Summary

This necklace has been made with the vertebrae taken from a young shark, the generic name of which is burrugu. The flesh is removed and the vertebrae are dried before being strung on a length of vegetable fibre string to make girring girring, the Yolngu term for necklaces and jewellery in general. Beads made of shark vertebrae are only used for this purpose, and are intimately associated with the Galpu and Djapu clans. These are Dhuwa moiety clans with strong connections to the Shark Dreaming, and it is the responsibility of these clans to hunt sharks and make these ornaments for others. Rose Marmininy is a senior Galpu woman from Elcho Island who makes these girring girring. In her work she combines shark vertebrae with feathered string, the feathers having been source from the parrot Trichoglossus rubritorquis. Rose explains the "special" importance of shark for Djambarrpuyngu-Guyula and other Djambarrpuyngu groups, "We sing this one, this one is ours." In Donald Thomson's accounts, he notes that these necklaces were given the same name used to describe the young sharks, which is burrugu.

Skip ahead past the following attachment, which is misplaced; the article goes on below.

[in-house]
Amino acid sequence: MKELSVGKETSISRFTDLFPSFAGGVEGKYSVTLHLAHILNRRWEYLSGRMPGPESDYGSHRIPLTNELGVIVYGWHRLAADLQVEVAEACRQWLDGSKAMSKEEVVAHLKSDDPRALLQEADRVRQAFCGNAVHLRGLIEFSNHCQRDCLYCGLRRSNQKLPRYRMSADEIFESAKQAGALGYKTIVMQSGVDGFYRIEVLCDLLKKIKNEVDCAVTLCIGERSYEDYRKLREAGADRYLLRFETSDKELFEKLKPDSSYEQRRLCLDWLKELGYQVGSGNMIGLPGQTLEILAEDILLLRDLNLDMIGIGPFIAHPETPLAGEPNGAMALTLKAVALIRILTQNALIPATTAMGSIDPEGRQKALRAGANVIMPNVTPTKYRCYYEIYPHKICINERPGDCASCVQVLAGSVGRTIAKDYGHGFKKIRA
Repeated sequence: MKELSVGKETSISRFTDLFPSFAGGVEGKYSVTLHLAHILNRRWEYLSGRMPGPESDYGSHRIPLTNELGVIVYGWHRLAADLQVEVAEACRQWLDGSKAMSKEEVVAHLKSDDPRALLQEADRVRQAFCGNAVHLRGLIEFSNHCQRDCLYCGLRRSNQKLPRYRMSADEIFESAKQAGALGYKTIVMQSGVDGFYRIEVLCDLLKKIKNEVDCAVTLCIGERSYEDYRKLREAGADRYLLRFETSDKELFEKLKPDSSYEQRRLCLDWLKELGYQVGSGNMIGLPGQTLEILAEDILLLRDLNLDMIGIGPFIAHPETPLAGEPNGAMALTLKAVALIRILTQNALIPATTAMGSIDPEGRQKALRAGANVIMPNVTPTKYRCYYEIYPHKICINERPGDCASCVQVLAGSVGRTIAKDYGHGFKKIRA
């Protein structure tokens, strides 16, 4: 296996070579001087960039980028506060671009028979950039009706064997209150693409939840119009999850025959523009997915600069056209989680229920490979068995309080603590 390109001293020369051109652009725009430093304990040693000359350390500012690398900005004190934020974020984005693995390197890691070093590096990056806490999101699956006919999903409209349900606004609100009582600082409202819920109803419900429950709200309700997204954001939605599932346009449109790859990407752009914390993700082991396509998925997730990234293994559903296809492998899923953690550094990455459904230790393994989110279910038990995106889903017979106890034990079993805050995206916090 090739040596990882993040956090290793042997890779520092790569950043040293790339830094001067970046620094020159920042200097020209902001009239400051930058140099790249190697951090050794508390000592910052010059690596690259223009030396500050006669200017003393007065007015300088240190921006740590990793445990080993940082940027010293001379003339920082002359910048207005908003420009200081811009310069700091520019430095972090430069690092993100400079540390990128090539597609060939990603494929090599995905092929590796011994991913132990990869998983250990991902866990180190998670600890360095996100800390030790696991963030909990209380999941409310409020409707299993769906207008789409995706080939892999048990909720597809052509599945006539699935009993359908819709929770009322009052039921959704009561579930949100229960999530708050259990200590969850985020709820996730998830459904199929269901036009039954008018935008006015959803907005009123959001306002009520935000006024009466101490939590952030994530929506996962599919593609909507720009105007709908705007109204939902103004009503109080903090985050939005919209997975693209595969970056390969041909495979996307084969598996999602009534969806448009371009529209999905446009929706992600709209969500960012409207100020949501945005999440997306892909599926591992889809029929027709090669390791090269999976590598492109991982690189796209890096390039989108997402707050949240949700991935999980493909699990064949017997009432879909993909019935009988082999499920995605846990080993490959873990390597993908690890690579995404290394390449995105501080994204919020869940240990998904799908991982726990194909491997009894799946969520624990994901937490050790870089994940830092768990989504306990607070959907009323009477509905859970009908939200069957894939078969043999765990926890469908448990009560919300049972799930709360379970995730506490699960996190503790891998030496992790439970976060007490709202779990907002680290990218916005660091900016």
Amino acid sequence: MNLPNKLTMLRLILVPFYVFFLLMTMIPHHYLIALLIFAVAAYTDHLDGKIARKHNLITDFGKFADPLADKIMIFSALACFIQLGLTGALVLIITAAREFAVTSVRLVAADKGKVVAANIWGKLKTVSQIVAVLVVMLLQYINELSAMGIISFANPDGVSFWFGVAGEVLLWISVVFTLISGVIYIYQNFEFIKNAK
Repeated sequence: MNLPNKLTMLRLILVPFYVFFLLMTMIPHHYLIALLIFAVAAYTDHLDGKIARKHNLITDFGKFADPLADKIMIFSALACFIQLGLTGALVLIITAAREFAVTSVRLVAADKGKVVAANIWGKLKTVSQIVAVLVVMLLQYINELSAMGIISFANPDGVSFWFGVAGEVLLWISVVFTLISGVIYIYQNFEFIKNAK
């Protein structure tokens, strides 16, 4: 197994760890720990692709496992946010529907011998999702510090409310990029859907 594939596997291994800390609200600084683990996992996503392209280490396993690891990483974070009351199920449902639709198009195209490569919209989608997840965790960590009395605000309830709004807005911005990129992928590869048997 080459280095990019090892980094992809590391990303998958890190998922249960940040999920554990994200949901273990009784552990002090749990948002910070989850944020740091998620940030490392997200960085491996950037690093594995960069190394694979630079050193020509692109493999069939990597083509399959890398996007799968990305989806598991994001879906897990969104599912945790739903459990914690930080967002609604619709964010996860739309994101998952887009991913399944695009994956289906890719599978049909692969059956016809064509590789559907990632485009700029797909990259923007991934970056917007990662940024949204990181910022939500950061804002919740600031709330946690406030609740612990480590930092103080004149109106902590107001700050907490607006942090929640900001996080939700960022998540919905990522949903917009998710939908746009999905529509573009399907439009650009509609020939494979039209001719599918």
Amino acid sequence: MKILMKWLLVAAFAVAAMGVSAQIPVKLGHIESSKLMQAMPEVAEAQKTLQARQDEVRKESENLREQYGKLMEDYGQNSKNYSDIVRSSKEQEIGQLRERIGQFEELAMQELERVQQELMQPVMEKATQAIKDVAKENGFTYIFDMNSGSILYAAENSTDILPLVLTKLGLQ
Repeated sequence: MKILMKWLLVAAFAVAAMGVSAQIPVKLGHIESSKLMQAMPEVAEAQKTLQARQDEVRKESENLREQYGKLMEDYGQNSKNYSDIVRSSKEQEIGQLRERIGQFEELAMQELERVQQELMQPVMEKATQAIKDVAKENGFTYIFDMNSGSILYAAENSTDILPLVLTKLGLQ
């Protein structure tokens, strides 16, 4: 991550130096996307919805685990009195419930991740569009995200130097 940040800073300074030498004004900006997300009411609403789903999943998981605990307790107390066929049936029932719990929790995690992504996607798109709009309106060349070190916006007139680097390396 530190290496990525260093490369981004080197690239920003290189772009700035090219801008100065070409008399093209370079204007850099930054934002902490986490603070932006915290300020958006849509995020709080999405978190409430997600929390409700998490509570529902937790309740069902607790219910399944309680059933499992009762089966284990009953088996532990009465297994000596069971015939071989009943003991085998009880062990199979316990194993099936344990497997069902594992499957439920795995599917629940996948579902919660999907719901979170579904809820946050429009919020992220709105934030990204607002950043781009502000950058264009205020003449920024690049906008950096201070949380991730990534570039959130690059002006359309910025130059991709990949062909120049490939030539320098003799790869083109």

Physical Description

A two strand necklace made with shark vertebrae threaded on vegetable fibre string.

Local Name

burrugu

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